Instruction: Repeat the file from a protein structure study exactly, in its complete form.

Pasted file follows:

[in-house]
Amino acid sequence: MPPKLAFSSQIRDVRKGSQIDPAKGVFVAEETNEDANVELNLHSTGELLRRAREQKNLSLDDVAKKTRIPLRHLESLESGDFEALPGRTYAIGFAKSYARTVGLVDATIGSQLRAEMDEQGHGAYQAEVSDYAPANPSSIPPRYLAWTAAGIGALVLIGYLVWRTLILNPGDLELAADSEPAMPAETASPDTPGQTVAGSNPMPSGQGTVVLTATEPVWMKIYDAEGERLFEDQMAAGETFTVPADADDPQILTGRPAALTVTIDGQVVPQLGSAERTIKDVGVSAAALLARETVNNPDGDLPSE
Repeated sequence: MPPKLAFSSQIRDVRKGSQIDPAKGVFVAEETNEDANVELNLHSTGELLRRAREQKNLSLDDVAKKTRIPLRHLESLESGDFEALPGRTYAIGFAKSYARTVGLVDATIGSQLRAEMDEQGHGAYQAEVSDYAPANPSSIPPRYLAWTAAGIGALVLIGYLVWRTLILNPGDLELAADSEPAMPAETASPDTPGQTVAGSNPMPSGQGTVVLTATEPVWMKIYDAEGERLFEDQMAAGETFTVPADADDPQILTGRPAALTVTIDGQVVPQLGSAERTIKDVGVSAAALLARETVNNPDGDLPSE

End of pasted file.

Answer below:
[in-house]
Amino acid sequence: MPPKLAFSSQIRDVRKGSQIDPAKGVFVAEETNEDANVELNLHSTGELLRRAREQKNLSLDDVAKKTRIPLRHLESLESGDFEALPGRTYAIGFAKSYARTVGLVDATIGSQLRAEMDEQGHGAYQAEVSDYAPANPSSIPPRYLAWTAAGIGALVLIGYLVWRTLILNPGDLELAADSEPAMPAETASPDTPGQTVAGSNPMPSGQGTVVLTATEPVWMKIYDAEGERLFEDQMAAGETFTVPADADDPQILTGRPAALTVTIDGQVVPQLGSAERTIKDVGVSAAALLARETVNNPDGDLPSE
Repeated sequence: MPPKLAFSSQIRDVRKGSQIDPAKGVFVAEETNEDANVELNLHSTGELLRRAREQKNLSLDDVAKKTRIPLRHLESLESGDFEALPGRTYAIGFAKSYARTVGLVDATIGSQLRAEMDEQGHGAYQAEVSDYAPANPSSIPPRYLAWTAAGIGALVLIGYLVWRTLILNPGDLELAADSEPAMPAETASPDTPGQTVAGSNPMPSGQGTVVLTATEPVWMKIYDAEGERLFEDQMAAGETFTVPADADDPQILTGRPAALTVTIDGQVVPQLGSAERTIKDVGVSAAALLARETVNNPDGDLPSE